In the fall of 2019, something new happened: teachers at YogaWorks locations in New York City sought to unionize.
As reported by the New York Times in the article, “The Yoga Instructors vs. the Private Equity Firm,” it would be the first union in the U.S. to include yoga instructors. Whether a union forms or not, one thing is for sure: the yoga industry is evolving.
“It has a lot to do with how the industry is changing and because people can make a living off of it,” said Sarah Larson-Levey, the founder and CEO of Y7 Studio in New York, on the issue of the union.
The truth is, Larson-Levey said more and more teachers are making yoga their livelihood. At Y7, there is a threshold of hours needed to be worked in order to become health benefit eligible. With a range of instructors – from those who teach one or two classes a week to those who max out at 12 classes – they are trying to meet teachers where they are at.
But, offering benefits didn’t just happen. Larson-Levey said it begins with creating employee handbooks, writing up guidelines and categorizing your teachers as employees. From there, Y7 was able to offer health benefits, as well as the ability to accrue paid sick leave.
“We really try to be at the forefront. We’re really a people business,” said Larson-Levey. “So for us, we really want to treat our teachers right, know that they do put a lot into their classes and they are really giving a lot. It’s only fair they should be compensated and treated as you would any other job.”
In terms of teachers, Leslie Davis, the owner of Yoga Goodness in Lynchburg, Virginia, said she sees the trend of deeper practices, mixing different types of yoga and finding the balance of being a versatile teacher while also specializing.
Diversity, both in staff and students, is also trending upward. Davis said when she began practicing yoga 10 years ago, she was usually the only person of color in class. “Now I see more diversity happening in yoga, which excites me a lot,” she explained. “I feel like even more people want to have diversity in their space, have all different types of people practicing together.”
And it seems, according to Larson-Levey, students are hungry for community. Bringing people together from all backgrounds and building a space where they feel connected is going to propel your studio forward. But you do that through a consistent brand.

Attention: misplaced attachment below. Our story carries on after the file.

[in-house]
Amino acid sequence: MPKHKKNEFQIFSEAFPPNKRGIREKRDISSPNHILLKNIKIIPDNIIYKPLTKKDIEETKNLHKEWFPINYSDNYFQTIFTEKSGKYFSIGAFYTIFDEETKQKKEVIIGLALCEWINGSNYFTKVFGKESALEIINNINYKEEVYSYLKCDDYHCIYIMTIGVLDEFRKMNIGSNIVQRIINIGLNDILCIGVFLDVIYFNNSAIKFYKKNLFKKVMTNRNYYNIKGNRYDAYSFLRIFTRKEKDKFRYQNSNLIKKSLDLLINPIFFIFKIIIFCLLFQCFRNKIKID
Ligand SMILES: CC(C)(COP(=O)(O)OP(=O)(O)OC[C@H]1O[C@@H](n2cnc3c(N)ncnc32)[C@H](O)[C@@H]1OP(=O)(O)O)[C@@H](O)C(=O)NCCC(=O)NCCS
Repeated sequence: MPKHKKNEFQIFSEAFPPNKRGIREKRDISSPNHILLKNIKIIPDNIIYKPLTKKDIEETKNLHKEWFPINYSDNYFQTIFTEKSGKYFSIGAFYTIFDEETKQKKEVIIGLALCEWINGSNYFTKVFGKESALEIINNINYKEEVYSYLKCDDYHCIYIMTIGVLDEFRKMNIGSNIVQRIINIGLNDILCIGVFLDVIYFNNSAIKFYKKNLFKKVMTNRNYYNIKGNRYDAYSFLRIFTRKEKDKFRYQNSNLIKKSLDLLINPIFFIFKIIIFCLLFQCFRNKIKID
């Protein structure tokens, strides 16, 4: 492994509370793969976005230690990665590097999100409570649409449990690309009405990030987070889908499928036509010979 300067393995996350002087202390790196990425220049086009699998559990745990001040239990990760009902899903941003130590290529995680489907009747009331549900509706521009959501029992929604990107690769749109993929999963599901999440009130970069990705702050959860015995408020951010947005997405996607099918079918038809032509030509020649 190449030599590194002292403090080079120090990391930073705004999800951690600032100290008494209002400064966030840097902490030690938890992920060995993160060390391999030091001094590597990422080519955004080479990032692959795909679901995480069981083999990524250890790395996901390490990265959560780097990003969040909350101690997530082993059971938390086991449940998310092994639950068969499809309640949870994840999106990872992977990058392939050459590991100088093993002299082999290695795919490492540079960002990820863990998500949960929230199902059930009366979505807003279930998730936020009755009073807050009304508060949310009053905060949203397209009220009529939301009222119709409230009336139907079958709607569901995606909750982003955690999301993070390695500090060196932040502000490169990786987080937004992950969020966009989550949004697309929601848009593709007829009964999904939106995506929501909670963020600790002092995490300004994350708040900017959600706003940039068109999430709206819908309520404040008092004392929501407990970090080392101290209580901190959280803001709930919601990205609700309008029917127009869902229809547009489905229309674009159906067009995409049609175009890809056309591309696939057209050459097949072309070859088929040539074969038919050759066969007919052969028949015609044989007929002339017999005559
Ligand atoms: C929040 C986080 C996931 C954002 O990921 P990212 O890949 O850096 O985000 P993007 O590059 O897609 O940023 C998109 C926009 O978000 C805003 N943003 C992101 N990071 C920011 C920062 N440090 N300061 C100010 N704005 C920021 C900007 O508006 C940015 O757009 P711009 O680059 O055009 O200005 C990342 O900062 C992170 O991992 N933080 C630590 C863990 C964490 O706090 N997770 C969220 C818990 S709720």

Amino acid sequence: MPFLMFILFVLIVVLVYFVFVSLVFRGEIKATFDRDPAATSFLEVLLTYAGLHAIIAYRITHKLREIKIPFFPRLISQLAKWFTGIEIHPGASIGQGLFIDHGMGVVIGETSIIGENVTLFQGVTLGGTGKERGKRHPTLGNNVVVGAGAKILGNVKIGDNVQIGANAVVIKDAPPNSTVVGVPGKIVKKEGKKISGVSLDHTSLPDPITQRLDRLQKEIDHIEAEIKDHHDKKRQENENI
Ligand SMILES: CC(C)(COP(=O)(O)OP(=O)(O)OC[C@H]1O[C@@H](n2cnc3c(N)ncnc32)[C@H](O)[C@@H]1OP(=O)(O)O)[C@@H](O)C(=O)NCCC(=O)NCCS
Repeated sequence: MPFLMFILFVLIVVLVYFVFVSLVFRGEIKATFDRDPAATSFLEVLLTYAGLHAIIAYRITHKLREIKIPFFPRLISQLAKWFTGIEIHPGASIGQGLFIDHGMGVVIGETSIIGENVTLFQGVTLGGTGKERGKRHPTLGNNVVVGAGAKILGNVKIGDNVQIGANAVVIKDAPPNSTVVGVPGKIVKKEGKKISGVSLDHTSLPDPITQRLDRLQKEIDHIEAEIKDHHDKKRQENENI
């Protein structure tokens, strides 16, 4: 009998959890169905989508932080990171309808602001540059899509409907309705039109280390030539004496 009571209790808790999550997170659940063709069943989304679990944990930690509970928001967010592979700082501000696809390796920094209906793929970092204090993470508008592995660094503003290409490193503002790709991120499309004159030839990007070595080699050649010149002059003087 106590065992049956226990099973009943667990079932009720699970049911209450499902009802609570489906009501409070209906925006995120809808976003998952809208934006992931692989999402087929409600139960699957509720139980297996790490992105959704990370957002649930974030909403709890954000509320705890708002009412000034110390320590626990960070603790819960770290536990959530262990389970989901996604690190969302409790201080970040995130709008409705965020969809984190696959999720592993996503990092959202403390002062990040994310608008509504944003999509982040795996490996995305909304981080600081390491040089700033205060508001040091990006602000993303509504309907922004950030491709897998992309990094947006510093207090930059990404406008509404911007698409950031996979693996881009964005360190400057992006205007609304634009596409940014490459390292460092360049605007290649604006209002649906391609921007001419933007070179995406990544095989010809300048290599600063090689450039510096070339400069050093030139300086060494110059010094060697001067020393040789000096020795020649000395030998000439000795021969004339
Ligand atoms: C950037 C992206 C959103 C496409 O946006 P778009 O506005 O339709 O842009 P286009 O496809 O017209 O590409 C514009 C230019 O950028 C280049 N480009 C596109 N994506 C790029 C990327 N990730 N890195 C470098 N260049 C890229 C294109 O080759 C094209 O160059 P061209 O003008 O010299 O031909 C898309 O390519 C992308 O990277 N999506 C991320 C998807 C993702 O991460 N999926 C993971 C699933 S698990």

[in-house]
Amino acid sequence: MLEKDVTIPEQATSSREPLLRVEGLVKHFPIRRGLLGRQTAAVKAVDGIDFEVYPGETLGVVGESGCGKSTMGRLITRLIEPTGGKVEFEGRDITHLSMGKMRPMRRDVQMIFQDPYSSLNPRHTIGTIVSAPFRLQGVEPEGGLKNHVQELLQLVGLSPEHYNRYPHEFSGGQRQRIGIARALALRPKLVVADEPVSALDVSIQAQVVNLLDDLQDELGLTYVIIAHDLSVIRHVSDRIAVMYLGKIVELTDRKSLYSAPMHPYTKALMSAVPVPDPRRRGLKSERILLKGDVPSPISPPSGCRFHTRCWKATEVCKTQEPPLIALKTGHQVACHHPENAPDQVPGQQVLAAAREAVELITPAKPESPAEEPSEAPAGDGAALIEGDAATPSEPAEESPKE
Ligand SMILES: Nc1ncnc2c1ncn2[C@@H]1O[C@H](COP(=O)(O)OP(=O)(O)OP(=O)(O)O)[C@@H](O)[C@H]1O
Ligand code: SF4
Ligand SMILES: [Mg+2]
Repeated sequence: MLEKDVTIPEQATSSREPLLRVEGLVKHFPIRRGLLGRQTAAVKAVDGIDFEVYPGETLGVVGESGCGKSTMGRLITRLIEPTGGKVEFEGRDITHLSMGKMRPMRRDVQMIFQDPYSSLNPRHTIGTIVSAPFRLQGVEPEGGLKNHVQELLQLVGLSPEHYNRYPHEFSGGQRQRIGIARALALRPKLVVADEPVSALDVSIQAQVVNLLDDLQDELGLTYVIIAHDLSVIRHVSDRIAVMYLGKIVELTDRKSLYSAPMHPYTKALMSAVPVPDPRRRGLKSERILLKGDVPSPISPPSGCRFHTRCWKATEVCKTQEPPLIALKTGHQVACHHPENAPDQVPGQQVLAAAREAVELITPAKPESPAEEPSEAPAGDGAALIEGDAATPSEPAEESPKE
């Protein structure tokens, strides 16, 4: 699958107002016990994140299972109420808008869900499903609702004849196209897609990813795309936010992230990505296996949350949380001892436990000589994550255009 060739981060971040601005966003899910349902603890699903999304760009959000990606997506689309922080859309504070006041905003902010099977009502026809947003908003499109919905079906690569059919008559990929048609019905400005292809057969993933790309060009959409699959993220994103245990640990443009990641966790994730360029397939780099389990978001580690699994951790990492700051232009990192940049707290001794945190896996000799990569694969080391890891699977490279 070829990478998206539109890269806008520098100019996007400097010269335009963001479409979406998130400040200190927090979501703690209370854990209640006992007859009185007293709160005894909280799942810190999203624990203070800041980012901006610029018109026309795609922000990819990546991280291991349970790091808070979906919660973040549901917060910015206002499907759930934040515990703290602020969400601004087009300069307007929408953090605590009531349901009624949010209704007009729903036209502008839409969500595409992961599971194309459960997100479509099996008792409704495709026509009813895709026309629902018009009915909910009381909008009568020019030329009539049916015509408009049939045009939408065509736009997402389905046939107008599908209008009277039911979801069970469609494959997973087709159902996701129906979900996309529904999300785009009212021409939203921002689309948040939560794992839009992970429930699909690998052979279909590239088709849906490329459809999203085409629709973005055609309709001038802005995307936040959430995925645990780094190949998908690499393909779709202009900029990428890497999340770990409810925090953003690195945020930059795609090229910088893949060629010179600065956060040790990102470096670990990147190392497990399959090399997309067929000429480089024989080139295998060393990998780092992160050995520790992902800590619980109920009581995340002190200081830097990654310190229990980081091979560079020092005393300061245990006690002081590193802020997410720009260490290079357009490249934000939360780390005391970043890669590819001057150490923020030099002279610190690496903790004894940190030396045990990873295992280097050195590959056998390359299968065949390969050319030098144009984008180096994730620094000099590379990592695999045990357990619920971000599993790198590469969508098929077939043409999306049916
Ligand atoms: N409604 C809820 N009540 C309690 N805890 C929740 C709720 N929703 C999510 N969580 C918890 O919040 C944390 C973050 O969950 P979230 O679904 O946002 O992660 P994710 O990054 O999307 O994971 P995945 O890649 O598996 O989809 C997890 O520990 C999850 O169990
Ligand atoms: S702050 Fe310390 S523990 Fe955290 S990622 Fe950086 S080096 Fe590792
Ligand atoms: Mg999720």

If you have multiple spaces, that means no matter what location a member walks into, it feels familiar. “When you’re building a brand, it’s all about consistency in terms of your clients and who’s coming through the door,” she said.
Perhaps the biggest trend in the yoga world has to do with what’s happening outside of it. Jill Jerome, the owner of Yoga Loft Studios in Oak Park, Illinois, said there’s been a big shift from gyms to independently owned studios and larger corporate entities that focus on yoga. And that shift has made its way into many modalities.
“Boutique fitness has become a big business,” said Jerome. “It used to be only gyms offered group fitness classes, but now every type and style of class can be its own entity.”
But as the boutique industry grows, so do the franchises. This impacts the independently run yoga studios, said Jerome. “They have to be able to compete with much larger scale marketing, branding and general resources available to a bigger cooperation or franchise group,” she said.
That means more amenities. Larson-Levey said Y7 just redid one of its first locations to add showers in order to keep up with the cycling and boxing studios out there. “We do have to be providing the same type of amenities even if our price point isn’t as high,” said Larson-Levey. “We’re slowly making upgrades to our studios as we can afford them, but the standard is set quite high, because boutique fitness is on every block now.”
For Jerome, that means full-service locker rooms, showers, free towels and water, lounges with clothing boutiques, etc. She said that’s the biggest trend she’s noticed in the industry of yoga.
And with so many offerings in the boutique fitness world, it seems students want options in the yoga studio as well. Davis said a coming trend is that of expanding beyond just traditional yoga in the studio. Classes like aerial, acro, etc. have become quite popular. Yoga Goodness offers classes like prenatal yoga, as well as trap – a mix of yoga and urban dancing. Trap has been great for many of Davis’ students, creating confidence in their practice. And accessible yoga is growing, opening the door for different body types.
Hot yoga is one specific trend Jerome has seen to still be at the forefront. She said it’s being recommended by plenty of doctors and healthcare practitioners for a plethora of reasons: back pain, anxiety, depression, detox, weight loss, etc. Plus, people love to sweat. Students, she said, will continue to want options and a variety of offerings from a yoga studio and in the fitness realm.
While yoga used to be seen as something you didn’t have to do, Larson-Levey said the mindset shift has changed to where people understand the importance of pairing yoga with their strength training, cycling, CrossFit classes, etc.
Jerome agreed. “I still believe yoga is appealing and on trend, but most people will want to complement it with fitness style classes, including strength training and cardiovascular conditioning,” she said.
So, as 2020 plays out, the trends in the industry will continue to evolve. There are studios nowadays that were never a thing 10 years ago. Who know what trends will come in 2021? “It’s really interesting to watch and see what’s going to stay, what people are really going to gravitate toward and get a real benefit out of,” said Larson-Levey.